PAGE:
Home Trends in Higher Education Higher Ed Insights: Week of Oct. 10, 2016
Higher Ed Insights: Week of Oct. 10, 2016

Higher Ed Insights: Week of Oct. 10, 2016

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Wally BostonA recent Inside Higher Education article, Oberlin Expands Its Reach, noted that Oberlin College is willing to open its library to online students in a Pioneer Academics program, and grant them credit for completing college level courses requiring a 15-30 page research paper. Oberlin is remunerated for the use of its library and for the credit granting. I would be a bit reluctant to award credit to someone never attending my institution and am curious why Oberlin chose to do so.

In what appears to be a first for acknowledging the rights of affected students disciplined, the Department of Education said that Wesley College violated the due process rights of students accused of sexual misconduct. It has been my concern for some time that misconduct hearings on many college campuses have not allowed due process rights for the accused. It will be interesting to see if there are changes as a result of this ruling.

Final regulations linking federal college grants to the evaluations and success of teacher graduates were announced last week. There appear to be many more opposed, than in favor of, the implementation of these regulations. The administration has deferred to the states to determine the evaluation of teacher prep programs in their state-approved schools of education, but most will likely be rating public institutions. Because of post-graduation teacher performance ranking, it’s likely that these regulations will significantly reduce the opportunities for teacher education through online programs (with on-ground practicums).

A partnership between a public, two-year college and a public university in New Jersey has been criticized because of the exclusive nature of the relationship.  Rowan College at Burlington County (RCBC) and Rowan University entered into a 3 + 1 partnership in which RCBC students majoring in certain programs are allowed to remain for a third year and will matriculate at Rowan University for their fourth  to earn an undergraduate degree. RCBC will not host transfer fairs or tables for other four-year universities. Some institutions interviewed believe that this limits choice for RCBC students. RCBC notes that they continue to offer 2 + 2 programs but that they advertised for 3 + 1 partners and that Rowan University was the only school that responded. In an era of declining enrollments, this type of structure makes sense and we’ll likely see more such arrangements.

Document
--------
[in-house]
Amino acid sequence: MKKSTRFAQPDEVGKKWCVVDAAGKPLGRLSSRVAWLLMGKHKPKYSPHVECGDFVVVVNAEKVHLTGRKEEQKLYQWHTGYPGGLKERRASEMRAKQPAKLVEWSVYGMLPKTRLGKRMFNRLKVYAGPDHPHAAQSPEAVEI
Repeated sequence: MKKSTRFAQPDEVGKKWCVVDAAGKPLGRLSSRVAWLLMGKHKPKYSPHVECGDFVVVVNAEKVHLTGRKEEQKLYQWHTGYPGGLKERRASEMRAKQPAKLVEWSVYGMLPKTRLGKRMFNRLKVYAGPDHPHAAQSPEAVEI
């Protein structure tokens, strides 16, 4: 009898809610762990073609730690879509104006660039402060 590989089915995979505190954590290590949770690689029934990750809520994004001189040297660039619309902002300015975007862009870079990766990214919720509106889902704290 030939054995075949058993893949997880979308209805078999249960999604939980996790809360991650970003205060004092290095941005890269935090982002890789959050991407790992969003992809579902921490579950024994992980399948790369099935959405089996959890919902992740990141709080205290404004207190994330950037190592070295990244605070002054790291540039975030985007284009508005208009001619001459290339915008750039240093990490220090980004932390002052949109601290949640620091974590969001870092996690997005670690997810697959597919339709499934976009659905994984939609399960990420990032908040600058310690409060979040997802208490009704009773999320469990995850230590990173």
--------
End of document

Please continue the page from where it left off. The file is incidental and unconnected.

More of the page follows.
Rich DeMillo, author and former dean at Georgia Tech, wrote about alternative credentialing (a.k.a. online master’s degrees and micro credentials) and how they complement traditional degrees. He notes how the online master’s in Computer Science offered at Georgia Tech in partnership with Udacity has expanded enrollment by 4,000 students studying from 80 countries and increased computer science master’s students at U.S. institutions. While I am not convinced that traditional (face-to-face) degrees are mandatory for all (there are many excellent online bachelor’s programs), I agree that micro credentials and online master’s degrees are excellent complements to both traditional and non-traditional programs.

Wally Boston Dr. Wallace E. Boston was appointed President and Chief Executive Officer of American Public University System (APUS) and its parent company, American Public Education, Inc. (APEI) in July 2004. He joined APUS as its Executive Vice President and Chief Financial Officer in 2002. In September 2019, Dr. Boston retired as CEO of APEI and retired as APUS President in August 2020. Dr. Boston guided APUS through its successful initial accreditation with the Higher Learning Commission of the North Central Association in 2006 and ten-year reaccreditation in 2011. In November 2007, he led APEI to an initial public offering on the NASDAQ Exchange. For four years from 2009 through 2012, APEI was ranked in Forbes' Top 10 list of America's Best Small Public Companies. During his tenure as president, APUS grew to over 85,000 students, 200 degree and certificate programs, and approximately 100,000 alumni. While serving as APEI CEO and APUS President, Dr. Boston was a board member of APEI, APUS, Hondros College of Nursing, and Fidelis, Inc. Dr. Boston continues to serve as a member of the Board of Advisors of the National Institute for Learning Outcomes Assessment (NILOA) and as a member and chair of the board of New Horizons Worldwide. He has authored and co-authored papers on the topic of online post-secondary student retention, and is a frequent speaker on the impact of technology on higher education. Dr. Boston is a past Treasurer of the Board of Trustees of the McDonogh School, a private K-12 school in Baltimore. In his career prior to APEI and APUS, Dr. Boston served as either CFO, COO, or CEO of Meridian Healthcare, Manor Healthcare, Neighborcare Pharmacies, and Sun Healthcare Group. Dr. Boston is a Certified Public Accountant, Certified Management Accountant, and Chartered Global Management Accountant. He earned an A.B. degree in History from Duke University, an MBA in Marketing and Accounting from Tulane University’s Freeman School of Business Administration, and a Doctorate in Higher Education Management from the University of Pennsylvania’s Graduate School of Education. In 2008, the Board of Trustees of APUS awarded him a Doctorate in Business Administration, honoris causa, and, in April 2017, also bestowed him with the title President Emeritus. In August 2020, the Board of Trustees of APUS appointed him Trustee Emeritus. In November 2020, the Board of Trustees announced that the APUS School of Business would be renamed the Dr. Wallace E Boston School of Business in recognition of Dr. Boston's service to the university. Dr. Boston lives with his family in Austin, Texas.